New Delhi: Value-for-money deals offered by fast-food chains are driving up sales as the economic downturn bites price-sensitive Indian customers and forces them to choose affordable eating-out and ordering-in meal options.
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For chains such as Domino’s Pizza, McDonald’s, KFC and Pizza Hut, the downturn is no cause for applying the brakes on expansion, as most other industries are doing, but an opportunity to tap new markets and customers.
In August last year, Domino’s introduced a range called Pizza Mania, offering personal-sized pizzas at Rs35 apiece. Two months later, Pizza Hut offered Magic Times pizza meals for as low as Rs99.
“The decision to introduce Pizza Mania was not driven by the slowdown, but the timing simply coincided with the slowdown in the market,” said Dev Amritesh, senior vice-president for marketing at Domino’s.
Happy meals: A family enjoying a snack at a McDonald’s outlet in Janpath, New Delhi. Ramesh Pathania / Mint
The range already makes up 25% of overall orders and 15-16% of revenue for the chain, which plans to boost sales by launching new advertisements plugging it.
“If we do a good job pushing this, it could cross 30% of overall transactions this summer,” says Amritesh, who expects revenue from the range to reach at least one-fifth of the total.
(The promoters of HT Media Ltd, which publishes Mint, and promoters of Domino’s Pizza India Ltd are closely related. The companies have no promoter cross-holding.)
Consumers are skimping and saving as they weather the economic downturn, which has brought with it job losses and salary cuts, and are avoiding lavish dining options and expensive purchases. That’s prompting companies to devise value-for-money deals to drive sales.
Pizza Hut’s Magic Times range now makes up 10% of sales. “This is one reason we’ll be able to grow this year,” said Anup Jain, marketing director of Pizza Hut. He said there was a 10% increase in the number of customers at the chain’s restaurants when the range was introduced in October.
KFC and McDonald’s have always sworn by the value-for-money concept.
KFC’s snacks are priced between Rs25 and Rs35. In India, because people often go out to eat in large groups, KFC introduced the Chicken Bucket concept. “The meal bundles, with sides and beverages thrown in, cost about Rs100 per head and are therefore extremely popular,” said Unnat Verma, director of marketing at KFC.
Currently, during the downturn, snacks make up 15% of KFC’s sales while another 25-30% comes from the Chicken Bucket.
McDonald’s value meals, that have an entry price of Rs49 going up to Rs119, make up 20% of sales. “We are increasingly looking recession-resistant for our affordability,” says Vikram Bakshi, managing director of McDonald’s for the northern and eastern regions.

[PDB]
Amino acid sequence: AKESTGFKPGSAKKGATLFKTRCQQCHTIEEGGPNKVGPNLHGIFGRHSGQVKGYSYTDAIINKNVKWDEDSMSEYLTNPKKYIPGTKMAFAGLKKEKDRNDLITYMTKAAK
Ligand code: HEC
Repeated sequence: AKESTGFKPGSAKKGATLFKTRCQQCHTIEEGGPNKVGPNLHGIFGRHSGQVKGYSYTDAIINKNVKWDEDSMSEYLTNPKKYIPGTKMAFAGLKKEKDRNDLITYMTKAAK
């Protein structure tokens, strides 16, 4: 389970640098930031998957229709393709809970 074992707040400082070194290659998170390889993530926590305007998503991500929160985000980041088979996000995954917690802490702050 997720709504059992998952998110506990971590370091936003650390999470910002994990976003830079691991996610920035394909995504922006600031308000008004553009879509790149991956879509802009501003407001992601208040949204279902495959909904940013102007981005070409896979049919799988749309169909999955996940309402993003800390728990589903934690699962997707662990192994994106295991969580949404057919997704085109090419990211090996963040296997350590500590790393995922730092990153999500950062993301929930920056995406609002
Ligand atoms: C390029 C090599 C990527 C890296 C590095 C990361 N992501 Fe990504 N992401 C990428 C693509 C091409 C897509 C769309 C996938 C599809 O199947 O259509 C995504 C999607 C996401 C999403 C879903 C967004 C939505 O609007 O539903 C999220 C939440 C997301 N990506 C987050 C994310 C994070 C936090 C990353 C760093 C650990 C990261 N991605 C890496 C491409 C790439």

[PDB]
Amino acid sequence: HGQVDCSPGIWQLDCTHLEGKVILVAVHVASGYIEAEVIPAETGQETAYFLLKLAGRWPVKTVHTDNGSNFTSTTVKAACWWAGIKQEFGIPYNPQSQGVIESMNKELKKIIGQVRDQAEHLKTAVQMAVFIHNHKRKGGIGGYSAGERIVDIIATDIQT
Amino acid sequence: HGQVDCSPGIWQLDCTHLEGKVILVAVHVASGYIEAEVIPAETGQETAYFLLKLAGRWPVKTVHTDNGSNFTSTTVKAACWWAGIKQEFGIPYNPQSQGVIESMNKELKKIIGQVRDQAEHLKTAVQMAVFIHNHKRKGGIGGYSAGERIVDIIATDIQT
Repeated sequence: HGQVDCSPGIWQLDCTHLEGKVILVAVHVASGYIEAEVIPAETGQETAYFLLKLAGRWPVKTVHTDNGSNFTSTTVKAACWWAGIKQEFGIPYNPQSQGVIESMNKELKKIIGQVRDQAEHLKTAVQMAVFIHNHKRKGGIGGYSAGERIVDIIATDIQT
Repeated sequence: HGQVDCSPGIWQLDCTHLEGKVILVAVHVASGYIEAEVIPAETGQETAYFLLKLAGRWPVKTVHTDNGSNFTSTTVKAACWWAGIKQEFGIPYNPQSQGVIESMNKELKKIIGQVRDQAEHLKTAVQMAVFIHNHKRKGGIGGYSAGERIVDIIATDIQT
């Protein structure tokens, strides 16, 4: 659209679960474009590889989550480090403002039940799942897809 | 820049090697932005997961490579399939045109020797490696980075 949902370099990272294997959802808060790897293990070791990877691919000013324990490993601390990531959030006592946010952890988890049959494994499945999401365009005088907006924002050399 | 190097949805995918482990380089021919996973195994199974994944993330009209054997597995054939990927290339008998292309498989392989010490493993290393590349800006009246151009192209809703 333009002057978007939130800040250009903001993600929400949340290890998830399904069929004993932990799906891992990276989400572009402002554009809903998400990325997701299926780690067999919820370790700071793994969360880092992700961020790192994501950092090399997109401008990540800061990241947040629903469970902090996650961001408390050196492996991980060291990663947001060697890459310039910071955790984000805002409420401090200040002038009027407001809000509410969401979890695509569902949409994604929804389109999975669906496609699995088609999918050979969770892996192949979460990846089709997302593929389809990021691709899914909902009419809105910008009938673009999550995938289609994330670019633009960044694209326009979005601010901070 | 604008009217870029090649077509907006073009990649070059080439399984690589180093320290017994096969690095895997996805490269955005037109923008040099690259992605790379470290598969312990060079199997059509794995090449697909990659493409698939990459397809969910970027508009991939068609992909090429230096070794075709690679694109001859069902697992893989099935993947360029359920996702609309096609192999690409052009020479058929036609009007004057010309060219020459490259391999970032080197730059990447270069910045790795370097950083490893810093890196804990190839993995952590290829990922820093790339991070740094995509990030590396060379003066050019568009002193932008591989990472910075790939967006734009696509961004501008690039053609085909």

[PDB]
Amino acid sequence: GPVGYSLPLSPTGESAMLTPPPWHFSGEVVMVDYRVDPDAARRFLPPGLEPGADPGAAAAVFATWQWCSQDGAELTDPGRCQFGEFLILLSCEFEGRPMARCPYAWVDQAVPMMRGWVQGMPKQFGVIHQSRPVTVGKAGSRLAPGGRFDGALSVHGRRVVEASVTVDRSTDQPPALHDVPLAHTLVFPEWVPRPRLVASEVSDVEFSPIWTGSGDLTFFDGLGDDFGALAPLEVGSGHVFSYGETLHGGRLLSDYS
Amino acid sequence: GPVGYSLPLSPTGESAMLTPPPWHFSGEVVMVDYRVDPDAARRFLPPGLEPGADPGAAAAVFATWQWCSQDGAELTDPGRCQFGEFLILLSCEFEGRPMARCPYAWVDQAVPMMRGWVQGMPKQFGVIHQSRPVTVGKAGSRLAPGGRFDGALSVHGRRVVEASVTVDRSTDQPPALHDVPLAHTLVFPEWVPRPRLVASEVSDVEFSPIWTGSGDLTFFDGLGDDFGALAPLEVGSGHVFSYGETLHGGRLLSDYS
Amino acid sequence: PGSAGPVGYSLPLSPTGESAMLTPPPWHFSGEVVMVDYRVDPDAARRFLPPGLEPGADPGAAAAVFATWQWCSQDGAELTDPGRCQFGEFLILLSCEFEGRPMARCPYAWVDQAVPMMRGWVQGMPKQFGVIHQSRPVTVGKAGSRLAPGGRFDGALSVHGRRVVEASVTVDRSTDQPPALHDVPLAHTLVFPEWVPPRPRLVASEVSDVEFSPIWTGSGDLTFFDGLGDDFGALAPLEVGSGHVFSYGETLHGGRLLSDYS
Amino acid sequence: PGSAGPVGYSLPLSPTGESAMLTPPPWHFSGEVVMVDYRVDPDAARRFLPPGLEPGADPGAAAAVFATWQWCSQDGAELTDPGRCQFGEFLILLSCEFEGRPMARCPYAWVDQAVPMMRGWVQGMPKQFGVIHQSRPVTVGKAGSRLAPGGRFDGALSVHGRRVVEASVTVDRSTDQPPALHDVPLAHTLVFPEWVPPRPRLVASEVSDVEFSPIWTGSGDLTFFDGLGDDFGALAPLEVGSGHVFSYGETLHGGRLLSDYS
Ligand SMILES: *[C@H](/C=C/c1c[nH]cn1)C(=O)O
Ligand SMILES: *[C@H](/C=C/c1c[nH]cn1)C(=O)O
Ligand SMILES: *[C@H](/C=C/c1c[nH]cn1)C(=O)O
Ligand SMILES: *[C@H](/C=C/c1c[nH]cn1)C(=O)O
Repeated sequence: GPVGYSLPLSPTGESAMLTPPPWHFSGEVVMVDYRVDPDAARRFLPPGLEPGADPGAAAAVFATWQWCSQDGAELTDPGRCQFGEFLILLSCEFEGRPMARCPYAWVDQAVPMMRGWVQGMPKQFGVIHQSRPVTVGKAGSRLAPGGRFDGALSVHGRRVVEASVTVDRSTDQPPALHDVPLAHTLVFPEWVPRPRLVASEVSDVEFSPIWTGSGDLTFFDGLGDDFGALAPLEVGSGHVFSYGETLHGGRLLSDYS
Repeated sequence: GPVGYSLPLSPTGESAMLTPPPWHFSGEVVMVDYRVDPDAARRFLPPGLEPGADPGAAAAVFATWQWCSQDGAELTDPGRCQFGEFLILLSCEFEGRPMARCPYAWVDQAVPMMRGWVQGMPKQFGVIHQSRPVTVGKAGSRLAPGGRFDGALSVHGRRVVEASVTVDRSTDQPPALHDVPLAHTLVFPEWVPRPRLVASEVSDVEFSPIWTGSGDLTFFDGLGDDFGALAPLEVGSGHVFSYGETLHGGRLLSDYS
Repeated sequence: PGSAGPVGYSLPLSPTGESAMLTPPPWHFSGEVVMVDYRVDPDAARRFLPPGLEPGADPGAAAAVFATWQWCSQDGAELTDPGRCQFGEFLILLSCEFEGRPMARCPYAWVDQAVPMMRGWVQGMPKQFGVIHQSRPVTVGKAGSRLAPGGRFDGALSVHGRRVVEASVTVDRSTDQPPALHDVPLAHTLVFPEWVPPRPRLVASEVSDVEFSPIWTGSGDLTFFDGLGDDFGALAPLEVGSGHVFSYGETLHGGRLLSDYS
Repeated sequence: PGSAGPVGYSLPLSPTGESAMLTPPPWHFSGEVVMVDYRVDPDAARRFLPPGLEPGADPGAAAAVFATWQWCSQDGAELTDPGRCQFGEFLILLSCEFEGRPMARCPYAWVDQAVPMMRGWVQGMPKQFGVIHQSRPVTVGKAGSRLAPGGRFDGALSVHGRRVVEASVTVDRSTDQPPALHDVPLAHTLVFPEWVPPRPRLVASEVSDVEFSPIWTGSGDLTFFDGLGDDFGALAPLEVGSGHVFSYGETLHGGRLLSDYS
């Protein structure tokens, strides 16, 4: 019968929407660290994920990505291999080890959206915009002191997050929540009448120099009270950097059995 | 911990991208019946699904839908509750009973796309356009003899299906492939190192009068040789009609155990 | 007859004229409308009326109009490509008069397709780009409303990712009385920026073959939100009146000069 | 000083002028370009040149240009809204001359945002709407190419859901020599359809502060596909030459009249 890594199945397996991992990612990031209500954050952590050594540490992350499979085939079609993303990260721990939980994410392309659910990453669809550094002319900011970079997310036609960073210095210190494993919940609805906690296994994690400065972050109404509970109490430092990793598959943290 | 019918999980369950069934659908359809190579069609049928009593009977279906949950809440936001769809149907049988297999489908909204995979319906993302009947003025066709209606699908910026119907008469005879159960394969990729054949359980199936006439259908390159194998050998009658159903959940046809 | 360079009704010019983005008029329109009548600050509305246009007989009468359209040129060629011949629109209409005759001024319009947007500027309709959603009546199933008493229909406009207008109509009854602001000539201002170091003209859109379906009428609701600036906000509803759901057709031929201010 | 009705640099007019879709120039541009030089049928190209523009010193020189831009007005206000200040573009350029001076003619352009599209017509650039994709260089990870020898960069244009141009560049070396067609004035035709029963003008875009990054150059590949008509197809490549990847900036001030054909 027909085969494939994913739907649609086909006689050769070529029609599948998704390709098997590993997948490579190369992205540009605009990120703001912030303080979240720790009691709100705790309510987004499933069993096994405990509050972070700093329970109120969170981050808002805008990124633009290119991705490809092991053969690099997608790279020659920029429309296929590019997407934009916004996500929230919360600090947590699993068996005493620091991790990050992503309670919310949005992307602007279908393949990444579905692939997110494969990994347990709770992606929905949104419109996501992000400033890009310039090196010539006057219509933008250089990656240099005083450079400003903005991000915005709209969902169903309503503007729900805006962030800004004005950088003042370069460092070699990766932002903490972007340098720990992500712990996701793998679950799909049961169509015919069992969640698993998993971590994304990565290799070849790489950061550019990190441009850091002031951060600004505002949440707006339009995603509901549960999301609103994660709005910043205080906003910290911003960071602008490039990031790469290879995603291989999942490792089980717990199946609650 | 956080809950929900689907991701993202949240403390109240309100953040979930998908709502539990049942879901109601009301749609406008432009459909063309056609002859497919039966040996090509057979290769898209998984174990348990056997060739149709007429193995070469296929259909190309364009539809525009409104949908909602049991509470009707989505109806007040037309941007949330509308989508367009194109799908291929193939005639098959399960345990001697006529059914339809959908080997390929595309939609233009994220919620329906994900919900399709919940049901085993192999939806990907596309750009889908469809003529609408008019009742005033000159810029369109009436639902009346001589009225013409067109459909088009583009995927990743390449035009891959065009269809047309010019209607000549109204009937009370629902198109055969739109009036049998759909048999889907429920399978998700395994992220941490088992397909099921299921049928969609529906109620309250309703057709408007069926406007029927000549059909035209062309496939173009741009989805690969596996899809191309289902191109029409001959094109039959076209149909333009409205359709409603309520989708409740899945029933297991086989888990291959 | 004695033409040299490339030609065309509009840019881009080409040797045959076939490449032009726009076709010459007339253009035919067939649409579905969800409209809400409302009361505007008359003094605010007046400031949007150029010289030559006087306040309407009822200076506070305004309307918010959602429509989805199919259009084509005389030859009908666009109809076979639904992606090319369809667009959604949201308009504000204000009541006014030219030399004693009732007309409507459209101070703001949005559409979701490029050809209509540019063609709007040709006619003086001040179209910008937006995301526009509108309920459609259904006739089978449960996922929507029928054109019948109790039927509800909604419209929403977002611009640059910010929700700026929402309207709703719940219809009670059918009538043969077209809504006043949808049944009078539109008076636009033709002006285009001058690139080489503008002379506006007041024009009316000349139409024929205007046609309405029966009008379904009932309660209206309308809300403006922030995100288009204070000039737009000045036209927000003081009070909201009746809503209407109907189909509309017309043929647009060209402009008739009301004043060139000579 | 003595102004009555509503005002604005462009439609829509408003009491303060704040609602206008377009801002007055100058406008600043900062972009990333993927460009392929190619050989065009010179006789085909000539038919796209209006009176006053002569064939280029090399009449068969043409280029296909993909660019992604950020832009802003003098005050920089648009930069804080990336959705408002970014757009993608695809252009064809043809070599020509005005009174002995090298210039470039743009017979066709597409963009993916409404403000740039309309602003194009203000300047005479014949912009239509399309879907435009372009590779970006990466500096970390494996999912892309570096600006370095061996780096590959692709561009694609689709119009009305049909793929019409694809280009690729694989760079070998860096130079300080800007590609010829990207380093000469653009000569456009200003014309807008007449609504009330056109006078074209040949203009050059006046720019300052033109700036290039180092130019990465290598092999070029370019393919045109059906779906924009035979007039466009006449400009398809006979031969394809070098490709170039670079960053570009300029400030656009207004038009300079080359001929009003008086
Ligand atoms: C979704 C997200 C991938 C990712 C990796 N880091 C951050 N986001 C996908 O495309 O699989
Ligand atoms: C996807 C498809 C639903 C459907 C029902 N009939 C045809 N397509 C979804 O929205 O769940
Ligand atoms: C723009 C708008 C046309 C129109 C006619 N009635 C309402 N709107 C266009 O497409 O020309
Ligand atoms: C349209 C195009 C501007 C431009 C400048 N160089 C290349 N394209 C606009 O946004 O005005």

McDonald’s has seen sales growth of 25-28% every year.
With the value strategy reaping dividends, fast-food chains are working to expand business both in existing markets and newer geographies in a country where eating out is a Rs26,000 crore industry, according to the retail consultancy Technopak. The so-called organized sector that includes chain restaurants makes up just 10% of the pie, and is growing about 20-25% annually.
Domino’s Pizza is trying to dispel the impression that it is a premium brand and expand its customer base. Amritesh says he found a security guard from a neighbourhood shop peeping into a Domino’s outlet, but hesitant to enter. The executive wants workers earning a monthly salary as low as Rs4,000-5,000 to regularly walk in on payday to get a taste of the Rs35 pizza.
Traditionally, taste and a service delivery guarantee of 30 minutes have been the two pillars of Domino’s sales strategy. It has now added a third—value perception. The idea is to make the pizza a product for the masses.
On the back of the value strategy, Dominos increased sales by about 45% year-on-year at the company level (which includes both new stores and existing stores). The same-store growth rate was about 20%. Same-store sales are defined as sales at stores open for at least one calendar year.
“Last year we have seen that number come down to about 12% or so,” Amritesh says. “Similarly, where overall company growth was about 45% last year, we’re seeing that come down to about 35% this year.”
Amritesh doesn’t attribute the dip to the economic slowdown. “When you’ve grown for three years at that type of rate, irrespective of what’s going on in the external environment, you expect some of that growth to catch up,” he says. “You would expect it to come down a bit.”
Pizza Hut, which has been in India for 12 years, is in the process of upgrading its restaurants to provide customers with an enhanced dining experience. “The prices remain the same but what changes is your money’s worth,” says Jain. “Now, the service is much better and touchpoints like the crockery you eat out of and the kind of interaction you have with the staff —that’s much better.”
In February 2008, Pizza Hut introduced a large variety of menu options at a fixed price for some platinum and gold credit card holders. That now accounts for 7% of its sales.
“I think we will see some sales shifting here,” says Jain. “What we’ve seen is that consumers are ordering more because they feel like they are saving money.” Fifty per cent of the sales are paid for through credit cards. Pizza Hut has posted 20% year-on-year growth since its entry into the Indian market.
KFC has been growing at a compounded annual growth rate of 65% since it re-launched in 2004 and expects to maintain the pace for the next two years.
December saw KFC post same-store sales growth of 30% and combined sales of both new and same stores of 80%. January alone saw same-store sales growth at 40% and combined growth at 80-85%. “These last few months have been fantastic for us”, says Varma.